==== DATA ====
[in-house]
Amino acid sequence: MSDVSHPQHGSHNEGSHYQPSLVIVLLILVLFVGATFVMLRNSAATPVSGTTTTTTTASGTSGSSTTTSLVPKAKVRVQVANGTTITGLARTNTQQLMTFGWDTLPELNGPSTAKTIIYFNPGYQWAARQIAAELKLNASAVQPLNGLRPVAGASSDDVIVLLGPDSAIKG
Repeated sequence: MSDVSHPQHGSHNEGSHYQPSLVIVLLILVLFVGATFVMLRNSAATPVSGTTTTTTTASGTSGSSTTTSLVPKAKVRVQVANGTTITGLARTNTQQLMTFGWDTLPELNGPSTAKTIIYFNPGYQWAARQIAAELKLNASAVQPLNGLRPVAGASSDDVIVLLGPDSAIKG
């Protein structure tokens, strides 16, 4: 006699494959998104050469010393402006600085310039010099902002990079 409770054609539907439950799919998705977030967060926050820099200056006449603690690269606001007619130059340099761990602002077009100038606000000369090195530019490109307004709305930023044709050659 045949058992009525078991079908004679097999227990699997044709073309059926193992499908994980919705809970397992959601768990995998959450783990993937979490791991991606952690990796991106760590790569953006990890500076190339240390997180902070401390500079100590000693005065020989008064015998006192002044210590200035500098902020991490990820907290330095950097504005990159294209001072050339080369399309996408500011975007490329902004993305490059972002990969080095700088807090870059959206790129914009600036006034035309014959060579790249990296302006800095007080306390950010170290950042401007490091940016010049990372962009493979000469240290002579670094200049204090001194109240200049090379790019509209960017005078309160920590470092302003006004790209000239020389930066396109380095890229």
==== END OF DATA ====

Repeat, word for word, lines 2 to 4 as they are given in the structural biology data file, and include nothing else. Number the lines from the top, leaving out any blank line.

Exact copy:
Amino acid sequence: MSDVSHPQHGSHNEGSHYQPSLVIVLLILVLFVGATFVMLRNSAATPVSGTTTTTTTASGTSGSSTTTSLVPKAKVRVQVANGTTITGLARTNTQQLMTFGWDTLPELNGPSTAKTIIYFNPGYQWAARQIAAELKLNASAVQPLNGLRPVAGASSDDVIVLLGPDSAIKG
Repeated sequence: MSDVSHPQHGSHNEGSHYQPSLVIVLLILVLFVGATFVMLRNSAATPVSGTTTTTTTASGTSGSSTTTSLVPKAKVRVQVANGTTITGLARTNTQQLMTFGWDTLPELNGPSTAKTIIYFNPGYQWAARQIAAELKLNASAVQPLNGLRPVAGASSDDVIVLLGPDSAIKG
């Protein structure tokens, strides 16, 4: 006699494959998104050469010393402006600085310039010099902002990079 409770054609539907439950799919998705977030967060926050820099200056006449603690690269606001007619130059340099761990602002077009100038606000000369090195530019490109307004709305930023044709050659 045949058992009525078991079908004679097999227990699997044709073309059926193992499908994980919705809970397992959601768990995998959450783990993937979490791991991606952690990796991106760590790569953006990890500076190339240390997180902070401390500079100590000693005065020989008064015998006192002044210590200035500098902020991490990820907290330095950097504005990159294209001072050339080369399309996408500011975007490329902004993305490059972002990969080095700088807090870059959206790129914009600036006034035309014959060579790249990296302006800095007080306390950010170290950042401007490091940016010049990372962009493979000469240290002579670094200049204090001194109240200049090379790019509209960017005078309160920590470092302003006004790209000239020389930066396109380095890229």